Blu-ray Review Unforgettable Blu-ray Review

Neil Middlemiss

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Neil Middlemiss
XenForo Template Unforgettable Blu-ray Review

The venerable crime-thriller has become a rarity at the U.S. box office. Gone are the heady days where noir-like and gritty mysteries lay out their plots and twists with compelling, often badge-wearing protagonists pitted against mystery and deceptions that take them into the dark corners of their world.

 

For decades, intriguing crime-thrillers that elevated mood and patiently unfolded stories, with minimal action, held a respected space among the theatrically released films of the year. In the 1980s it was films like Dressed to Kill, Blow Out, Jagged Edge, and Witness, while the 1990s, arguably the last great decade of crime thrillers, saw films like Ransom, Blink, Presumed Innocent, Dead Again, Jennifer 8, Copycat, and Double Jeopardy. 1996 saw the release of Unforgettable, director John Dahl’s mind-messing mystery, but the film misfired terribly at the box-office and ran afoul of critics’ opinions. Today, nearly twenty-years on, Unforgettable is worthy of another look – perhaps because of its curious blend of solid direction and flawed ideas and not in spite of them.


Cover Art


Studio: Kino

Distributed By: N/A

Video Resolution and Encode: 1080P/AVC

Aspect Ratio: 1.85:1

Audio: English 2.0 DTS-HDMA, English 5.1 DTS-HDMA

Subtitles: English

Rating: R

Run Time: 1 Hr. 57 Min.

Package Includes: Blu-ray

Standard

Disc Type: BD25 (single layer)

Region: A

Release Date: 09/15/2015

MSRP: $29.95




The Production Rating: 3/5

“Okay... okay, I want you in my lab. I need uh, full blood work, an EKG, full respiratory - and a brain scan wouldn't be a bad idea. Make sure you have one.”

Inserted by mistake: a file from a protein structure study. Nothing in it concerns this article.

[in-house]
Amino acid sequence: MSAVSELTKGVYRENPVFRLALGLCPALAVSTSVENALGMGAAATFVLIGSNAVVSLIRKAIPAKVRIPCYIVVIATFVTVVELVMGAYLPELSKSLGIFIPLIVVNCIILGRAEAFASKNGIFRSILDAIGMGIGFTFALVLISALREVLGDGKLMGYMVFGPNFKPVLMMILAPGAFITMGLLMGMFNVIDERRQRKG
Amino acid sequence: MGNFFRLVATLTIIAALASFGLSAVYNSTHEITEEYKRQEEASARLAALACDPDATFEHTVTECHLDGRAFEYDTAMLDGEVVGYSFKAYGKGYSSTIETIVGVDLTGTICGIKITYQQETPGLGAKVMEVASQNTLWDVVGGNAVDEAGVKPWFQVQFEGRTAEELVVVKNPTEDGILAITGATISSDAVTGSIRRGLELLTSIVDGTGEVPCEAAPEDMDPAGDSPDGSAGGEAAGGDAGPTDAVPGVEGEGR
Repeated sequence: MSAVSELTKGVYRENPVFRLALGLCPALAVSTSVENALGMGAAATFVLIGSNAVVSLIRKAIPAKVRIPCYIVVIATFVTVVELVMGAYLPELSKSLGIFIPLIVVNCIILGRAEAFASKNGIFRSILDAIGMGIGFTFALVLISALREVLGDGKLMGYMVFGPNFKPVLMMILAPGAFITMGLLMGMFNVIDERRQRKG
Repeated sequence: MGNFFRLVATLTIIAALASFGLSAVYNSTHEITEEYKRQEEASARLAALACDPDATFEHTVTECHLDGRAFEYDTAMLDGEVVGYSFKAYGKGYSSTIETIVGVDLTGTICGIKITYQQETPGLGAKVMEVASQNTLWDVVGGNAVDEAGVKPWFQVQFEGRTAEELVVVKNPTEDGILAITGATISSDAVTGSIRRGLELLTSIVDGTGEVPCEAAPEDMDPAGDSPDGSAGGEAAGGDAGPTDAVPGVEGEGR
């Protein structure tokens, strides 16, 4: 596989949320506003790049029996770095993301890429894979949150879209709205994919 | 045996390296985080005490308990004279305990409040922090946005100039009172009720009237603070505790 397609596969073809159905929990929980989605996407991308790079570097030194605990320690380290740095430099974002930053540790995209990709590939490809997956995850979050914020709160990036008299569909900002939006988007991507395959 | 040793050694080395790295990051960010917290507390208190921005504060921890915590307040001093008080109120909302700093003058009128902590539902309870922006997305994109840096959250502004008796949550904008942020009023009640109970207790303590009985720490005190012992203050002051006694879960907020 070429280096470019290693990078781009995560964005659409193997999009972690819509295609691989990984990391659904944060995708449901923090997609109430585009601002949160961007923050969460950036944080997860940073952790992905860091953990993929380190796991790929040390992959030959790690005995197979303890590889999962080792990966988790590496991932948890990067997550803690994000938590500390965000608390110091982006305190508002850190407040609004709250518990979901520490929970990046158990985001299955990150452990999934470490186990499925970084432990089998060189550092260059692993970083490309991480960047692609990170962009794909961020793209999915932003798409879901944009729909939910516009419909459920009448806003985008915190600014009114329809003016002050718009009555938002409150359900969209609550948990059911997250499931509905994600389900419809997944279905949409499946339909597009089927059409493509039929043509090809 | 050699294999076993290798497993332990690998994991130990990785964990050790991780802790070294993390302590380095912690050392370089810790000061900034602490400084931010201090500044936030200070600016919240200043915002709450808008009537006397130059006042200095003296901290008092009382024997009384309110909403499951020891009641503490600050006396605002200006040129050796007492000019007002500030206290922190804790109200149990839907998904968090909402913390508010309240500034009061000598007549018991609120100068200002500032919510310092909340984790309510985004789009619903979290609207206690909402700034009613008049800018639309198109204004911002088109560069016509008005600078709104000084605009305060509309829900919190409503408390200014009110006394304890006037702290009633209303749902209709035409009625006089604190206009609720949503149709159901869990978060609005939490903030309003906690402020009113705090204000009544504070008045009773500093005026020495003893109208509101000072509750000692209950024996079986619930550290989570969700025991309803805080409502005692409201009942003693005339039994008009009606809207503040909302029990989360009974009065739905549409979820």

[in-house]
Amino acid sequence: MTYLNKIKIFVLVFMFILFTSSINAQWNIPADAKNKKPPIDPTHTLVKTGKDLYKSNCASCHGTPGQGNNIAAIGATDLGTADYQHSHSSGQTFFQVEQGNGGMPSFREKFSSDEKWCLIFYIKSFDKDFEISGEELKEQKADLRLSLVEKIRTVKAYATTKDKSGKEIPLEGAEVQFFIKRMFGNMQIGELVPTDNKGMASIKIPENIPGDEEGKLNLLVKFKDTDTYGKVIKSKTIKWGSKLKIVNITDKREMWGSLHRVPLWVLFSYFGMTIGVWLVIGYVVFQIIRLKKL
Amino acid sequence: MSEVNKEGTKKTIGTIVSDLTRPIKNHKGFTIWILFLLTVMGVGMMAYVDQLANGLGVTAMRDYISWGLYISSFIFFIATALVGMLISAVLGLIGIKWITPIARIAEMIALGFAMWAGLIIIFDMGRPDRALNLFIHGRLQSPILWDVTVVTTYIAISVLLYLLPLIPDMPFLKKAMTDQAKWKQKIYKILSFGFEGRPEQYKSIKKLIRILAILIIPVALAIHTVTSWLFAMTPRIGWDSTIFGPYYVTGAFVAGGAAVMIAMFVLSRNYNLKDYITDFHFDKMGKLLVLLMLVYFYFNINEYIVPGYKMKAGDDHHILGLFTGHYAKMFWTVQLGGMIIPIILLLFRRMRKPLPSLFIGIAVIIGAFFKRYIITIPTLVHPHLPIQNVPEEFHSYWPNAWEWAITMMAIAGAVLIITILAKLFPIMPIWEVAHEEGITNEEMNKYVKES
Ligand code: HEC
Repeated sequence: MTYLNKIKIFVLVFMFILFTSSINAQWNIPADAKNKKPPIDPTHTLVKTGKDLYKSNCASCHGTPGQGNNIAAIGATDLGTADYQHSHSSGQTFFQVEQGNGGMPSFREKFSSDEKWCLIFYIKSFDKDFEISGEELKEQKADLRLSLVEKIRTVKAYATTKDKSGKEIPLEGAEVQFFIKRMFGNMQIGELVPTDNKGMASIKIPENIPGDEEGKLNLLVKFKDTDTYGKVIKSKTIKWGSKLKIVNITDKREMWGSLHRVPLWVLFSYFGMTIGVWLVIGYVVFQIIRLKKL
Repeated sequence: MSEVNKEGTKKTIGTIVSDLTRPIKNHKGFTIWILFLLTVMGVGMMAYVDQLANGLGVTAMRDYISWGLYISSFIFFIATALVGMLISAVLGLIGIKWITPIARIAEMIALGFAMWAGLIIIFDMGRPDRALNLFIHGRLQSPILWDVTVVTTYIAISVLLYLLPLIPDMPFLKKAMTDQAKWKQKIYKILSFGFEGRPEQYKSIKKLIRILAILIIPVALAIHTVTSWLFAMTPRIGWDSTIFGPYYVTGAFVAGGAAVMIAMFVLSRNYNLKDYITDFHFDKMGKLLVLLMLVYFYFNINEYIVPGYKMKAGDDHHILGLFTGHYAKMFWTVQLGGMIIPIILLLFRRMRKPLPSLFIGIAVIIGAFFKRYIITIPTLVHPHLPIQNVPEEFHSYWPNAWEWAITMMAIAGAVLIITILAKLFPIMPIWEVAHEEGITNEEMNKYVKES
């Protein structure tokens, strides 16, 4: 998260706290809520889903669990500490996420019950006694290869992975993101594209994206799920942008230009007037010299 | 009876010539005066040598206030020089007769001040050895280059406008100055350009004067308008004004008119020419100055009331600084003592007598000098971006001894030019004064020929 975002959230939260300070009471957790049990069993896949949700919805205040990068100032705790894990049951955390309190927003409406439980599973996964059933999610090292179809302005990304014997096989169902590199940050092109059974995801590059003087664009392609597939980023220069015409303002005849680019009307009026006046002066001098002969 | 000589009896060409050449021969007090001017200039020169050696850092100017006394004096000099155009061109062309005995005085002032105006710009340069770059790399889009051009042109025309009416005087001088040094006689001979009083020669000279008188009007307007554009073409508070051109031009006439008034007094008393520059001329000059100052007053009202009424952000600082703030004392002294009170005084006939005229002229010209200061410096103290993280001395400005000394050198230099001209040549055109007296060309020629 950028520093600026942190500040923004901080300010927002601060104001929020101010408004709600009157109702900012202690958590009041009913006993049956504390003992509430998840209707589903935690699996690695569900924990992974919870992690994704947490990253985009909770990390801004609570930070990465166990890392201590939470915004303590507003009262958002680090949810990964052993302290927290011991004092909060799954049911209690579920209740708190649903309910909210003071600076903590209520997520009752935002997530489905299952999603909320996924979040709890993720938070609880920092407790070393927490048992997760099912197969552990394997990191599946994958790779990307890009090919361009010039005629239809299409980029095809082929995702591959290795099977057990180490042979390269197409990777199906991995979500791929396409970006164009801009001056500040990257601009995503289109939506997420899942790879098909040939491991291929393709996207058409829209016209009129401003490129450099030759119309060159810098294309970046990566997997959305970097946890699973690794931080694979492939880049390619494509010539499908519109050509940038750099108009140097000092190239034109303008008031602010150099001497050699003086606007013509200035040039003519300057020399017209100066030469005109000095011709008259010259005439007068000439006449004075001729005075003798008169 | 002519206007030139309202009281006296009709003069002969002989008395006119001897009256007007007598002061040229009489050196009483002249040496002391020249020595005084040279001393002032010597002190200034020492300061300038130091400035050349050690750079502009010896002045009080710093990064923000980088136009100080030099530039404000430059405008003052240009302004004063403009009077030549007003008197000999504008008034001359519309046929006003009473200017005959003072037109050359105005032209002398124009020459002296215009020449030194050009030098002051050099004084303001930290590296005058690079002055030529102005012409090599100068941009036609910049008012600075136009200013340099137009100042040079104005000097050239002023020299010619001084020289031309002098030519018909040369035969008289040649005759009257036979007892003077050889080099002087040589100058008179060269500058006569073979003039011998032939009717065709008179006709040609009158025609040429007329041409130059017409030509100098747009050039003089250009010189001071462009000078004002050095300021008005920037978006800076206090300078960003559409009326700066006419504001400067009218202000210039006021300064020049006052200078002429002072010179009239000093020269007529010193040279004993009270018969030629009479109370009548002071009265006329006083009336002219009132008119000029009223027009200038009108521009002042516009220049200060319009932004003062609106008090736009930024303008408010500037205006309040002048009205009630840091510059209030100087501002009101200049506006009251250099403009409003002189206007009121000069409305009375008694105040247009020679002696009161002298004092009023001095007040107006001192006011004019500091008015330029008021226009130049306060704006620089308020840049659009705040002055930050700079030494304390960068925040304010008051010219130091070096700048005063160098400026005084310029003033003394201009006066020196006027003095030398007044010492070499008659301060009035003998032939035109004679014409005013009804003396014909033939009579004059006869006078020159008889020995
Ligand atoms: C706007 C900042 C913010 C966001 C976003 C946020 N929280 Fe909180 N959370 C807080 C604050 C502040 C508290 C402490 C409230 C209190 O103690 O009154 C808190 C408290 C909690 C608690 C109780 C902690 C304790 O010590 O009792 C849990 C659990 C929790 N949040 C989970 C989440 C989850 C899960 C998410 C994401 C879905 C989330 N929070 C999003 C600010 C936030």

City medical examiner, David Krane (Ray Liotta) was the prime suspect in the death of his wife. He’s maintained his innocence while always looking for ways to try and understand who took his wife from him. A chance encounter at a dinner gala allows him to hear of cutting edge medical research allowing the transfer of memory, using spinal fluid, between lab rats. The presentation, given by Dr. Martha Briggs (Linda Fiorentino) draws yawns from the crowd, but Krane is curious. After seeing her work in person, and learning of the process, Krane breaks into her lab to steal the special formula. Using the fluid from his wife’s stored materials (kept in the police department’s lab), Krane performs the first human trial – and it works! But he isn’t able to see, or comprehend, enough of the memories to be certain. When Dr. Briggs learns of his outrageous thievery, and dangerous actions, she is forced to monitor him as he single-mindedly pursues his wife’s killer, and unravels the mysterious plot behind it.

 

Unforgettable uses exaggerated science as a footway to delivering a novel crime-thriller conceit, the notion that fluid extracted from the spine of a deceased victim, mixed with other elements and injected into someone else will allow that someone to experience their memories. It’s all quite silly when examined, but treated with seriousness and in earnest by director Dahl and actor Ray Liotta – who must writhe and freak-out when gripped by the pain of the experience – the experience becomes oddly compelling.

 

In many mays, its John Dahl’s direction of Unforgettable, with its brooding sense of time and place, and welcome evocation of the well-established elements of film noir; damp streets, smoky rooms, that gives the film a memorable identity. Coupled with Ray Liotta’s casting as the medical examiner, playing the role of the hard-boiled detective and supplying his David Kane with a natural intensity with which he imbues all his characters, Unforgettable manages to stand out twenty years after failing to connect with audiences or critics. But it should be noted that the film’s flaws have only amplified since its original release too – notably the weak characterization of Dr. Briggs and Linda Fiorentino’s frustratingly poor portrayal of what should have been a formidable and intellectual partner for Liotta’s Kane. Fiorentino is a fine actress, but her clumsy, uncertain character denies the vital chemistry that could have challenged the story more deeply, or at least given for a more satisfying examination of the emotional repercussions and moral implications at hand.